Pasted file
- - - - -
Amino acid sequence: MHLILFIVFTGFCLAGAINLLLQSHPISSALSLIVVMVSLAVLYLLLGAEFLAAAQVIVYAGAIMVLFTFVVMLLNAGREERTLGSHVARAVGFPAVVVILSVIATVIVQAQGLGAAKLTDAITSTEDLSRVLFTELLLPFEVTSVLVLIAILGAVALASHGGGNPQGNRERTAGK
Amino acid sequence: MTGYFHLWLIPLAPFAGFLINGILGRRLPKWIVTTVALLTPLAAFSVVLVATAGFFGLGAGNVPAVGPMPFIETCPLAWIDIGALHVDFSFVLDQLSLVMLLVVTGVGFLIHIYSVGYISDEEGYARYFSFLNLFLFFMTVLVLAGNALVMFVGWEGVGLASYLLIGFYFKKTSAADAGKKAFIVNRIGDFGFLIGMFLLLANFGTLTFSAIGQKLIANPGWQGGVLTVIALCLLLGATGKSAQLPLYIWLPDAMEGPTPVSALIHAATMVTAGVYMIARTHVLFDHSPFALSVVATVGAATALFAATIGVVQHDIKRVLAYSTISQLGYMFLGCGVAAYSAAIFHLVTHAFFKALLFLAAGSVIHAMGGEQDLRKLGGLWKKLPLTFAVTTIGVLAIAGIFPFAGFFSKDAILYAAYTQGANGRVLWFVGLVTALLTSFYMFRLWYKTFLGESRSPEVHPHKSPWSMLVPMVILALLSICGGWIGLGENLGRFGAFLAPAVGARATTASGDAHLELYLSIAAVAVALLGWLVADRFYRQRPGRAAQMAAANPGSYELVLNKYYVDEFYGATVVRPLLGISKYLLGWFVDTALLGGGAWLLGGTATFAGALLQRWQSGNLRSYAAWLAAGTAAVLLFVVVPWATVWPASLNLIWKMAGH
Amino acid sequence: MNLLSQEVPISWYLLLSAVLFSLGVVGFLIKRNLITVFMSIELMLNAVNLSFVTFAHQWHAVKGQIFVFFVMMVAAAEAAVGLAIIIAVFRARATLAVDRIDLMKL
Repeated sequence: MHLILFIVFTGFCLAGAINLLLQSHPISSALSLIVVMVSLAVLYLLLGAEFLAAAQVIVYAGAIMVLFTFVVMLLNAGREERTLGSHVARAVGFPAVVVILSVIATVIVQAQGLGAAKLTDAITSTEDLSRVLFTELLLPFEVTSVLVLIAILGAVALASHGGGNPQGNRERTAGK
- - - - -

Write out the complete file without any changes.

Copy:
Amino acid sequence: MHLILFIVFTGFCLAGAINLLLQSHPISSALSLIVVMVSLAVLYLLLGAEFLAAAQVIVYAGAIMVLFTFVVMLLNAGREERTLGSHVARAVGFPAVVVILSVIATVIVQAQGLGAAKLTDAITSTEDLSRVLFTELLLPFEVTSVLVLIAILGAVALASHGGGNPQGNRERTAGK
Amino acid sequence: MTGYFHLWLIPLAPFAGFLINGILGRRLPKWIVTTVALLTPLAAFSVVLVATAGFFGLGAGNVPAVGPMPFIETCPLAWIDIGALHVDFSFVLDQLSLVMLLVVTGVGFLIHIYSVGYISDEEGYARYFSFLNLFLFFMTVLVLAGNALVMFVGWEGVGLASYLLIGFYFKKTSAADAGKKAFIVNRIGDFGFLIGMFLLLANFGTLTFSAIGQKLIANPGWQGGVLTVIALCLLLGATGKSAQLPLYIWLPDAMEGPTPVSALIHAATMVTAGVYMIARTHVLFDHSPFALSVVATVGAATALFAATIGVVQHDIKRVLAYSTISQLGYMFLGCGVAAYSAAIFHLVTHAFFKALLFLAAGSVIHAMGGEQDLRKLGGLWKKLPLTFAVTTIGVLAIAGIFPFAGFFSKDAILYAAYTQGANGRVLWFVGLVTALLTSFYMFRLWYKTFLGESRSPEVHPHKSPWSMLVPMVILALLSICGGWIGLGENLGRFGAFLAPAVGARATTASGDAHLELYLSIAAVAVALLGWLVADRFYRQRPGRAAQMAAANPGSYELVLNKYYVDEFYGATVVRPLLGISKYLLGWFVDTALLGGGAWLLGGTATFAGALLQRWQSGNLRSYAAWLAAGTAAVLLFVVVPWATVWPASLNLIWKMAGH
Amino acid sequence: MNLLSQEVPISWYLLLSAVLFSLGVVGFLIKRNLITVFMSIELMLNAVNLSFVTFAHQWHAVKGQIFVFFVMMVAAAEAAVGLAIIIAVFRARATLAVDRIDLMKL
Repeated sequence: MHLILFIVFTGFCLAGAINLLLQSHPISSALSLIVVMVSLAVLYLLLGAEFLAAAQVIVYAGAIMVLFTFVVMLLNAGREERTLGSHVARAVGFPAVVVILSVIATVIVQAQGLGAAKLTDAITSTEDLSRVLFTELLLPFEVTSVLVLIAILGAVALASHGGGNPQGNRERTAGK